Though the idea in my mind with the comment was as much around what I’d think Morgan would presume about Ellie’s dating life, how many guys she could get to start avoiding the place, or worse dating the owner’s son and directly making things difficult.

  5. Well, Ellie is bright enough to button up her shirt for this interview at least.

    Honestly, turning Ellie down as a waitress is insane. Ellies got the good looks, decent memory, and great personality to do well at a job like that. Though she’ll be lucky to be turned down there, because being a food server sucks ass. Even if she gets a lot of tips for having great boobs, she’ll also have to put up with getting sexually harassed, having to be nice to the bratty kids, and sometimes getting shitty/no tips from assholes.

    Better she gets turned down here and finds a job that entitles her to a bit more self respect.

    1. It’s not clear that waitress isn’t entry level to me, and she says Ellie could start at entry level. I suppose bussing tables and/or being hostess is below waitressing, but waitressing still seems fairly entry level. It’s plausible that she might not have any open waitress (or hostess or cleanup) slots at the moment. While some Appleberry’s-similar restaurants I’ve been to have constant turnover, others I’ve seen have 95% the same people for over a year.

    1. Hah, ya I don’t buy it either. My sister used to waitress at “Appleberrys” when she was younger and she was just as qualified as Ellie is.

    2. The manager already said it. It’s up to each owner/operator/franchise what experience level they want when they take on new employees. Morgan is saying Ellie can get back into management through waitressing, but she doesn’t even have experience with that. So that would be another set back for her.
      Manager? Atleast 5 years as a General Manager in fast food.
      Waitress? Need prior experience.

      It’s true there are plenty of restaurants like Applebees that will train new waiters and waitresses from scratch, but this restaurant obviously does not.

      1. I also wonder if some of it is how Ellie sold herself. I know a lot of people who are more skilled than either a) they realize or b) they are able to explain. I wouldn’t be surprised if Ellie were underselling herself because she’s talking about things the way she thinks about them, rather than the way a prospective manager wants to her.

        1. Indeed. It looks like Ellie’s brand self-aware humor is not being appreciated by this potential employer.

          She needs to learn to not be so honest and to trump up her own accomplishments & qualities.

      2. I’m going to assume this manager has a plethora of applications with better qualifications, and/or doesn’t like the way Ellie is selling herself.

      3. I tried jumping from fast food to Applebees at one point and it was a nogo due to lack of experience. They had just hired a friend of mine who had pretty much the exact same experience I did so I never quite figured that out. A cynical man would think it was because she was a hot redhead.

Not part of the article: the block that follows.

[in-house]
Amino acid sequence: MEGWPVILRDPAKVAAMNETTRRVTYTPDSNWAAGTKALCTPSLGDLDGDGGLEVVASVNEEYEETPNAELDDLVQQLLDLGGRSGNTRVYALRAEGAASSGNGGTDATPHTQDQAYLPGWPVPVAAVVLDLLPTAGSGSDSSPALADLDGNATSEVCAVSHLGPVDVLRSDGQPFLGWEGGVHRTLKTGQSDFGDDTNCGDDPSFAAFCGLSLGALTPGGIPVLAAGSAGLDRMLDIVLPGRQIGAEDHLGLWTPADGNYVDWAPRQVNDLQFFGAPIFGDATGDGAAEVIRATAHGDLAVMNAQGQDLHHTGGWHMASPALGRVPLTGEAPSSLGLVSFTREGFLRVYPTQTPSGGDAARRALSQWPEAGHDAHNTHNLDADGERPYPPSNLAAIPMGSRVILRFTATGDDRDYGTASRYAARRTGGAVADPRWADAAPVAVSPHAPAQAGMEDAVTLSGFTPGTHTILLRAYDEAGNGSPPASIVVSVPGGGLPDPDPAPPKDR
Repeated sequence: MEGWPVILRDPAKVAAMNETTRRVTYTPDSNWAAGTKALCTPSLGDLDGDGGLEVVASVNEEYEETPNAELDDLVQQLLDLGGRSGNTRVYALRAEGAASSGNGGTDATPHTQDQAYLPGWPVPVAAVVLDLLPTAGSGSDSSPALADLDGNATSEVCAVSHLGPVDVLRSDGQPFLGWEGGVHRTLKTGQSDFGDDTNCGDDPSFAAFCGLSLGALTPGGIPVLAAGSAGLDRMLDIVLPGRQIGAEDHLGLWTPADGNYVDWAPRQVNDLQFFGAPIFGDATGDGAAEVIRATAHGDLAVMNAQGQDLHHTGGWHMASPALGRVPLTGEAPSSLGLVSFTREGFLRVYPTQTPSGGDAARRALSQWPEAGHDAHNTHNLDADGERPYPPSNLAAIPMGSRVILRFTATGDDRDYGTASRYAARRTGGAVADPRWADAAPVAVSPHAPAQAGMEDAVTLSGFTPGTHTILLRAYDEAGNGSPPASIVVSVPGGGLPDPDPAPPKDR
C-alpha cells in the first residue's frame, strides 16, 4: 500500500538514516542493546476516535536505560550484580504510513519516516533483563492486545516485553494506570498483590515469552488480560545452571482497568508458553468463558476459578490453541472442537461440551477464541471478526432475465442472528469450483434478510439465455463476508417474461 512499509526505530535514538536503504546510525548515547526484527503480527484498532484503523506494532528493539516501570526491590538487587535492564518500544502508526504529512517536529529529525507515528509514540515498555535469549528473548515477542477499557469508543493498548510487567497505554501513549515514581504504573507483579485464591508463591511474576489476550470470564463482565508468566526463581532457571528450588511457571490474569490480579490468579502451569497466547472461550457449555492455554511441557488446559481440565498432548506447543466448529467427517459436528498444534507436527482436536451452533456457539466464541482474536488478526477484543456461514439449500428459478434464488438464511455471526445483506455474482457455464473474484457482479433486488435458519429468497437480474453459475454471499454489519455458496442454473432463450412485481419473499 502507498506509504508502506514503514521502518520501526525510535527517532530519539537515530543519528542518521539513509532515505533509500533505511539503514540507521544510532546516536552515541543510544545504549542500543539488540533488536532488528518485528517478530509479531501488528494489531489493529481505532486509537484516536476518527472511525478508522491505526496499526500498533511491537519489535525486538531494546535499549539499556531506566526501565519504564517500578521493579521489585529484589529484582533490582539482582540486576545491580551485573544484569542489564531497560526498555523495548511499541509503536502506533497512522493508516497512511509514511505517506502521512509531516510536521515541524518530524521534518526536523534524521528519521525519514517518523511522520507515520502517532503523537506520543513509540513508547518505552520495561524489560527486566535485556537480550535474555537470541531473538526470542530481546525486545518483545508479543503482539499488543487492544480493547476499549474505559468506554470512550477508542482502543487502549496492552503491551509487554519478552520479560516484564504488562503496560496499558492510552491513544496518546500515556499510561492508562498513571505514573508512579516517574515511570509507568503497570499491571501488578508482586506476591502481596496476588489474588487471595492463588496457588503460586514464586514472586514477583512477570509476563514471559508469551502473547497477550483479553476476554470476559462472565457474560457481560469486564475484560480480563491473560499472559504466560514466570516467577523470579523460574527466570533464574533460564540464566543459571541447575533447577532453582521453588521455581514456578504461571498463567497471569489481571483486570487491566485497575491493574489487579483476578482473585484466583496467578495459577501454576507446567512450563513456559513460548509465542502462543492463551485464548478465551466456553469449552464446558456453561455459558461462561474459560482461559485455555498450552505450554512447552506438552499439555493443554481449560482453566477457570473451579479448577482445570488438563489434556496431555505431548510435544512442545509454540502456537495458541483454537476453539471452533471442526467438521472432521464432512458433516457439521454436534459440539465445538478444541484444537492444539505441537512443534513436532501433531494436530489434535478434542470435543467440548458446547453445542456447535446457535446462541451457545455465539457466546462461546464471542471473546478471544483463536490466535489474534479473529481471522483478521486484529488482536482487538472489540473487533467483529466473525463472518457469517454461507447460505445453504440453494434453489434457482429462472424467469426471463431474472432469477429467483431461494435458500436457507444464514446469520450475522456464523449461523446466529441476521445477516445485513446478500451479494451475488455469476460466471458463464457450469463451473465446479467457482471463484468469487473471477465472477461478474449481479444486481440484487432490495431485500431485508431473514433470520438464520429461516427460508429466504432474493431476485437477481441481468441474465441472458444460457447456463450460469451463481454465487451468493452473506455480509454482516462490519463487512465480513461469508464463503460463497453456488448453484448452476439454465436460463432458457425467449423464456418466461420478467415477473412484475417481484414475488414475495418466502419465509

6. Morgan: “I’m sorry that we don’t have any positions open for you. But I’d like to talk more with that button of yours. Clearly a strong performer with a never quit attitude!”

    1. I don’t think she’d consider it believable that the button has much experience dealing with that kind of pressure. I certainly don’t. I mean, if I’ve ever seen a worker just about to snap under the strain, it’s that button.

  7. Does nobody else have one of those cloud things? Or is Ellie just the only one to bring hers around everywhere? Or is that just a metaphor for where she’s got her head?

    1. Perhaps she’s the only working-poor stiff to be suckered into buying one just yet.

      If she hangs out with more i-Whatever snobs, we might encounter more.

  8. The more I think about it, the more I think a floating avatar running on self-confidence and reflecting your current mood is a REALLY dumb thing to take with you on an interview.

  9. Personally it looks like she’s treated alright, the woman is realistic and does’t seem to be as condesending as Quinn is against Ellie.
    And indeed, the Cloud falling is a nice touch, altrough i more thought he would fade away or be solar-powered somehow.
    I mean, putting batteries in a cloud? how do u even do that??

  10. Right, pet peeve of mine. “Entry level” requiring experience… is idiotic. You want people with experience, but heaven forbid you take the time to make that experience happen – and you’re going to pay like they don’t have any experience, because its entry level. Look, I’ve been on both sides of this, and I know how this translates: We want everything, so you’re going to end up with nothing.

    1. Personally I think it should be illegal to require experience for a position that pays minimum wage. If employers want experience they should pay for it.